It's that time of year again, when an estimated 130-140 million Americans will tune into at least part of the Big Game. An event of this enormity challenges us here at to provide some sort of Jewish spin.

So I called together a few people in the central office here in Brooklyn for an impromptu brainstorming session. (Considering that football is very much a team game, it's kinda appropriate that a blog post on the topic should be a team effort...) Here are the results:

The Forward Pass

Menachem Posner, a veteran member of our site's Ask the Rabbi team, recalled reading that the "forward pass," a staple of modern-day football, was not part of the original game of football. A little digging on the net on my part confirmed his memory: during the first decades of collegiate and professional football, only lateral passes were allowed. The ball could only be moved forward, past the line of scrimmage, by a player running with the ball. In 1906, the rules were changed, and the forward pass became legal. This change was implemented because many players were injured or even killed (!) while playing, due to the crush of players converging to tackle the rushers. The forward pass – originally ridiculed – opened up the game, and also allowed for spectacular 50-yard passes.

The Lesson: When trying to get the ball to the end zone, you can do it slowly and methodically, running with the ball as fast as your legs will take you—all while trying to stay clear of all the tackles seeking to throw you to the ground. Or... you can throw the ball way ahead. Life – like football – has to be a mix of both elements. Meticulous movement forward, and the occasional quantum forward pass. Even if you then get tackled, the yardage you've gained is yours to keep... (And then there's always next play.)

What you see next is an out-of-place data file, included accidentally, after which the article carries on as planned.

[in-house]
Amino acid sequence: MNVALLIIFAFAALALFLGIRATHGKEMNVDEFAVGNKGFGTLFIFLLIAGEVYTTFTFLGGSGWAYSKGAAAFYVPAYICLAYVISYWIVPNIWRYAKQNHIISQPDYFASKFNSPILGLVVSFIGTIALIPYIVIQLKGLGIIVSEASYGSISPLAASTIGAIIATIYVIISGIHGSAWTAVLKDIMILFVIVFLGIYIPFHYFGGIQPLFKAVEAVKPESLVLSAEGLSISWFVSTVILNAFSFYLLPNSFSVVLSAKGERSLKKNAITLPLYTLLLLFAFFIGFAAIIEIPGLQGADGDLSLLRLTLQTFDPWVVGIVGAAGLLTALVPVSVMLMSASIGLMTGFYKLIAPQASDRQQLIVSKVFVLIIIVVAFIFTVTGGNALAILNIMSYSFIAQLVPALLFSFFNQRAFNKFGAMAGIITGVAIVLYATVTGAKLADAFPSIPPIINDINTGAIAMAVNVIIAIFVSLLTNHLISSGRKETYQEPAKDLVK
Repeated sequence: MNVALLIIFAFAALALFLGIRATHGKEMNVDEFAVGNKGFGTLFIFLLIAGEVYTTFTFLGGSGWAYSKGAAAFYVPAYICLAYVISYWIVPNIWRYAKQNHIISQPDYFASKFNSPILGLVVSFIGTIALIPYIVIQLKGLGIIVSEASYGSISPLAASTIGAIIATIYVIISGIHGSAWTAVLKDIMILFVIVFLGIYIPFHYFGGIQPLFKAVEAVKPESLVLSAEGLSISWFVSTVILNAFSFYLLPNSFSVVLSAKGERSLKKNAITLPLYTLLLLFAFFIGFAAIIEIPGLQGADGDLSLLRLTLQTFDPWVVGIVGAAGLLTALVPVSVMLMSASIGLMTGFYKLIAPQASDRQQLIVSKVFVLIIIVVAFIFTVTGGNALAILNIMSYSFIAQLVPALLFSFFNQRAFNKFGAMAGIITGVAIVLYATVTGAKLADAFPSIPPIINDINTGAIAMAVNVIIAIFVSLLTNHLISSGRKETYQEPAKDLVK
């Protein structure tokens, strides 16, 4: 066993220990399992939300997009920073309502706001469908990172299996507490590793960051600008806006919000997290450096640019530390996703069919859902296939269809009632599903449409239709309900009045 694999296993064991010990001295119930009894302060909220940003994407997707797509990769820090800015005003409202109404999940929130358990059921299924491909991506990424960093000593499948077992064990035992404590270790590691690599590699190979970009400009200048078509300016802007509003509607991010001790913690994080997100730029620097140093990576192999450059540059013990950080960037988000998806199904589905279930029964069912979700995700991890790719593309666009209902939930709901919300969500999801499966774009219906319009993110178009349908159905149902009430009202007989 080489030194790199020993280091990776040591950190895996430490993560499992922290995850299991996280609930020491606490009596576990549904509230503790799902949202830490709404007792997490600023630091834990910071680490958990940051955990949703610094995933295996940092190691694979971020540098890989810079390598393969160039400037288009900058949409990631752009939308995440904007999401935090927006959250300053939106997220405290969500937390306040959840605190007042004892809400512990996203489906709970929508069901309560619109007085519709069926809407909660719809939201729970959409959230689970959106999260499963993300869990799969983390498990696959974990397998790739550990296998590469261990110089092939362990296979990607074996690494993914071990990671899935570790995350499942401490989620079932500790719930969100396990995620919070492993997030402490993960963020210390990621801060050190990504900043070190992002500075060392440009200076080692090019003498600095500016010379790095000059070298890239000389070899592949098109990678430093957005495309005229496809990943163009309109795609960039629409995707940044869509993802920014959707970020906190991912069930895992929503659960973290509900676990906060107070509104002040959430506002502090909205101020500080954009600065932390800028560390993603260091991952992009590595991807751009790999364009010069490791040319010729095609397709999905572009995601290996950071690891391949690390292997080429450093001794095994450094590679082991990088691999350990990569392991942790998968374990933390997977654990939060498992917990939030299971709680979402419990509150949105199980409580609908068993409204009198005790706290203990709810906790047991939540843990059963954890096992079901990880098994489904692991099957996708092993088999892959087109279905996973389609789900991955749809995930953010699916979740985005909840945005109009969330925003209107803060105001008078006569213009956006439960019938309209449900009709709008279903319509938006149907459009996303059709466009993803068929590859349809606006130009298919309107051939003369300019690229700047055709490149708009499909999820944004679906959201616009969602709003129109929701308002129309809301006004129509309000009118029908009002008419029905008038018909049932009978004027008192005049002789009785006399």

Game Time

The editor of our Audio and Video sections, Shmuel Lifshitz, in his youth a Bengals fan, took a few moments off his busy schedule to share this thought:

The average football game takes around three hours. That is the time that elapses from the opening kickoff till the clock runs down at the end of the fourth quarter. But how much of that is actual playing time? Around 11 minutes. Yup, zero in on the time spent between the time the ball is snapped and the moment the play is whistled dead, tally all the plays together, and you'll get around 11 minutes of action. Or around 6% of the total time.

What occupies the rest of the time? Commercials, player huddles, instant replays, commercials, timeouts, halftime, commercials, players milling around waiting for a play...

The Lesson: What's really important is not necessarily that which occupies most of our time. That half hour a day you spend studying Torah, the hour you spend with your family, the minutes you devote to prayer—that's the action. All else is just the hype that surrounds, pays for, and facilitates the action.

(Football fans: Aside for the 11 minutes of action, you too could be watching the banquet. Scroll up for the link. Even if your team is losing, this is a winning team everyone can cheer for.)

Defense or Offense?

My turn.